Troops deployed, curfew instated . . .
The situation in the Kashmir region appears to be deteriorating rapidly after a presidential decree by the Indian government on Monday revoked Article 370 of India’s constitution. This article had given the Indian-controlled State of Jammu and Kashmir, located in the northern part of the Indian subcontinent, a significant degree of autonomy regarding its right to its own constitution and to implement its own laws. Surrounding this decision, India reportedly deployed 35,000 troops in the state while initiating a curfew, suspending internet and phone access, and clamping down on journalists reporting from within the state. India’s ruling Bharatiya Janata Party (BJP) tried to justify the revocation of Article 370 as an economic and security decision. Many in the Muslim-majority state, however, see it as a move to spread ever-rising Hindu nationalism in Jammu and Kashmir as Indians from outside the state can now buy land within, a practice previously restricted to residents of Jammu and Kashmir.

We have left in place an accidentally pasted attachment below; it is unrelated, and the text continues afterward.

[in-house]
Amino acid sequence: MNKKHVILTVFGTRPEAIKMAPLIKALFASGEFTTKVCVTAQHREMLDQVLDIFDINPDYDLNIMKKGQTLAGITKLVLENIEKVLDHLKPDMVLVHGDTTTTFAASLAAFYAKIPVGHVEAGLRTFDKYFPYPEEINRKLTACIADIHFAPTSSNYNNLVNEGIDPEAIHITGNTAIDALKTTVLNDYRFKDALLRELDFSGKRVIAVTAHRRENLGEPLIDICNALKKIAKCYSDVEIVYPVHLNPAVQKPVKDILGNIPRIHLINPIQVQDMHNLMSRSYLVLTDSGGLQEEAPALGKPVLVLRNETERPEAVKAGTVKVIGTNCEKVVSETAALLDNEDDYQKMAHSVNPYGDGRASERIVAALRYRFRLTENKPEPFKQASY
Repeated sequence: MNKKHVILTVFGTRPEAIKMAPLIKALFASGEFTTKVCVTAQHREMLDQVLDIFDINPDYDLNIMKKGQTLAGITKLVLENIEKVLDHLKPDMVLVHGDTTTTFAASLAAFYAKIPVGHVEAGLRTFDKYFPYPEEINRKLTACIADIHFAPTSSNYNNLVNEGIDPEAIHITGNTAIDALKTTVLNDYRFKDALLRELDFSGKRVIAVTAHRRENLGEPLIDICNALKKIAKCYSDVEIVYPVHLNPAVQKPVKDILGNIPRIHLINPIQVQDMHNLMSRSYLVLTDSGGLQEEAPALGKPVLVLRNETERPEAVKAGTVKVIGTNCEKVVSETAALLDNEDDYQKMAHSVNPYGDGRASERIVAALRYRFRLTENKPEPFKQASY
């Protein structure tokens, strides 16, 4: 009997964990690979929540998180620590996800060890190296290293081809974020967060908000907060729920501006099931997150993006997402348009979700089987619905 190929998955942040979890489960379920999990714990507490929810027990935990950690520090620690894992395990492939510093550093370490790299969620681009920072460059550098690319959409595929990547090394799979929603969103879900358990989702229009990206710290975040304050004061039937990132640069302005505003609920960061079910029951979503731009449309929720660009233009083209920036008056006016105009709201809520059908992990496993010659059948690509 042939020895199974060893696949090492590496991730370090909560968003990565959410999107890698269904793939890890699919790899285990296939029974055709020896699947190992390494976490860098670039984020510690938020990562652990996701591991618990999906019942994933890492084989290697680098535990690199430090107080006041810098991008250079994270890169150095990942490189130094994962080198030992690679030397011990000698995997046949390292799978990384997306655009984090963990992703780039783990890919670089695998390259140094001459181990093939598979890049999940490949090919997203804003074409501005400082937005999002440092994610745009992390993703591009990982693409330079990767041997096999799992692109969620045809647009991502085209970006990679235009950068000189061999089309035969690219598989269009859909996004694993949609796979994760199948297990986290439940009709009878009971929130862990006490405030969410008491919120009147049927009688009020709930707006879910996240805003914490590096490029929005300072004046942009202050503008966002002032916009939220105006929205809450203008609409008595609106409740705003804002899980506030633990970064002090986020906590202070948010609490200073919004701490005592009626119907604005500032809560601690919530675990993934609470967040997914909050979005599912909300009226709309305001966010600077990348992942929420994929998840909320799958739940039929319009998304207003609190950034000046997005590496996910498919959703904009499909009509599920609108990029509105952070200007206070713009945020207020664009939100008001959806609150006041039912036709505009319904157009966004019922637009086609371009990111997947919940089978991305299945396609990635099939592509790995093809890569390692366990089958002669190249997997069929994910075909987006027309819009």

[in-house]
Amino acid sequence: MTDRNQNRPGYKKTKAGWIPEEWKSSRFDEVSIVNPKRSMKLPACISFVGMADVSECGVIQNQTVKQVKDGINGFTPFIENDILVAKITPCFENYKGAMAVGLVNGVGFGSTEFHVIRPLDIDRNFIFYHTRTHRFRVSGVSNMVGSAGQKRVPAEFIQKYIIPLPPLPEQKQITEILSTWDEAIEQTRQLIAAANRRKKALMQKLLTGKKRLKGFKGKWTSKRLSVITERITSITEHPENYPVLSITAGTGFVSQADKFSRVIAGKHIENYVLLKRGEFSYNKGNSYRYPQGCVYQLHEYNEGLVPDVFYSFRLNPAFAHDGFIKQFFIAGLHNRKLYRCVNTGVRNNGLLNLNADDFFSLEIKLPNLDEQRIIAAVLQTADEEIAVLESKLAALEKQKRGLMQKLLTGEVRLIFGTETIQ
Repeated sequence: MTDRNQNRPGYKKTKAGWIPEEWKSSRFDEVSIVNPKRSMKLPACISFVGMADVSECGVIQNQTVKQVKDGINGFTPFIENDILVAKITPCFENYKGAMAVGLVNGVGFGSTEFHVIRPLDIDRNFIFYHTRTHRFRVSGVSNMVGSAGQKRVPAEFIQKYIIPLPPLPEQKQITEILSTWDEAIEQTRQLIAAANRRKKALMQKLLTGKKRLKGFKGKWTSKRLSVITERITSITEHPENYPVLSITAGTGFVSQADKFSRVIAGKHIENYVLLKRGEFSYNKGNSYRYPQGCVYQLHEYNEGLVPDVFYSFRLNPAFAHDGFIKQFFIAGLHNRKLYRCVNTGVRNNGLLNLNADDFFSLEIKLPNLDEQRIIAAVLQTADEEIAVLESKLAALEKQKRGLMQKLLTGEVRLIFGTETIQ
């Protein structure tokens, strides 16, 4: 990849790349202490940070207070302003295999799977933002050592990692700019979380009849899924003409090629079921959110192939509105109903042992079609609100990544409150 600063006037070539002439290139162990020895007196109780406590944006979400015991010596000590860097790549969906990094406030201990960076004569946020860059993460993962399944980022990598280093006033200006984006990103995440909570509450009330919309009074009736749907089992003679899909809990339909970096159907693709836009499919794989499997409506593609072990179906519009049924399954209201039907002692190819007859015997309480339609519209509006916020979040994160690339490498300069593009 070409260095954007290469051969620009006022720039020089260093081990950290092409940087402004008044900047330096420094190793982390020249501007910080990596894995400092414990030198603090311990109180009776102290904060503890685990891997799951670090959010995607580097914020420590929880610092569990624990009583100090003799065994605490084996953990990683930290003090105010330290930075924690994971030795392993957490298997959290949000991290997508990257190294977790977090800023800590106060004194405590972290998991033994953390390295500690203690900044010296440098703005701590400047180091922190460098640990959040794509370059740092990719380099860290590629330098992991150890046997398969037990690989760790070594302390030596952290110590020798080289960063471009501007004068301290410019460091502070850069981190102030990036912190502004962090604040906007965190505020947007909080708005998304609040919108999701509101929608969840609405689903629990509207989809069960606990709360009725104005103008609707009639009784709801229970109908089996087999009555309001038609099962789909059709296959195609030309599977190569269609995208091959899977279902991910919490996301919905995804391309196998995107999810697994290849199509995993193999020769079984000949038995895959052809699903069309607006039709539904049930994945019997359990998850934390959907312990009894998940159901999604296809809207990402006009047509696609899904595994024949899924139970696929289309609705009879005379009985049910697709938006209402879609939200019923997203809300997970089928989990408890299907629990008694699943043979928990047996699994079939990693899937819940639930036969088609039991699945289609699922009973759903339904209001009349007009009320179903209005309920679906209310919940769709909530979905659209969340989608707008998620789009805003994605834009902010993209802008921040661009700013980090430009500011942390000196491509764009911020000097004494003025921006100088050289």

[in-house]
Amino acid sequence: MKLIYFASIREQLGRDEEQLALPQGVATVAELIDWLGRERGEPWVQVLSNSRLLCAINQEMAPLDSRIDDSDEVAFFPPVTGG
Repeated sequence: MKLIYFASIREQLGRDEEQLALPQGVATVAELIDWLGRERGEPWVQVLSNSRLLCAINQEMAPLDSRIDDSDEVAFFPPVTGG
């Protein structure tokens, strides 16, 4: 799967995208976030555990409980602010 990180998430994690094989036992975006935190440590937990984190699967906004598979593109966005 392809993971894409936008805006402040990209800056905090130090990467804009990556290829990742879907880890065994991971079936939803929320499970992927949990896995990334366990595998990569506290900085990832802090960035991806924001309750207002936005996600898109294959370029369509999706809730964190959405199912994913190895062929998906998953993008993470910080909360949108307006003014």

Pakistan responds . . .
Pakistan, which controls part of the Kashmir region, announced on Wednesday that it is suspending all trade with India and expelling India’s High Commissioner. Pakistani Prime Minister Imran Khan also announced Pakistan would challenge India’s revocation of Article 370 at the UN Security Council, and the Pakistani Foreign Ministry raised the issue with the Organization of the Islamic Conference in Saudi Arabia. Reports indicate that protests have taken place in Pakistan-controlled Kashmir and in Islamabad, and that the Pakistani army chief has said the military will “go to any extent” to support Kashmir.
Silence in the West . . .
Despite the very real potential for the Kashmir situation to escalate to dangerous levels, the news has barely registered in the mainstream media in the U.S. and Canada. Likewise, Global Affairs Canada has not issued a statement, nor has it updated its travel advisory for India and Pakistan. Rising tensions between the two South Asian powers are deeply concerning as the nuclear-armed rivals have previously engaged in wars over the region – in 1947, 1965, and 1999. Smaller border skirmishes between the two countries since the 1947 partition of India have been common and have heightened tensions in the region in recent times.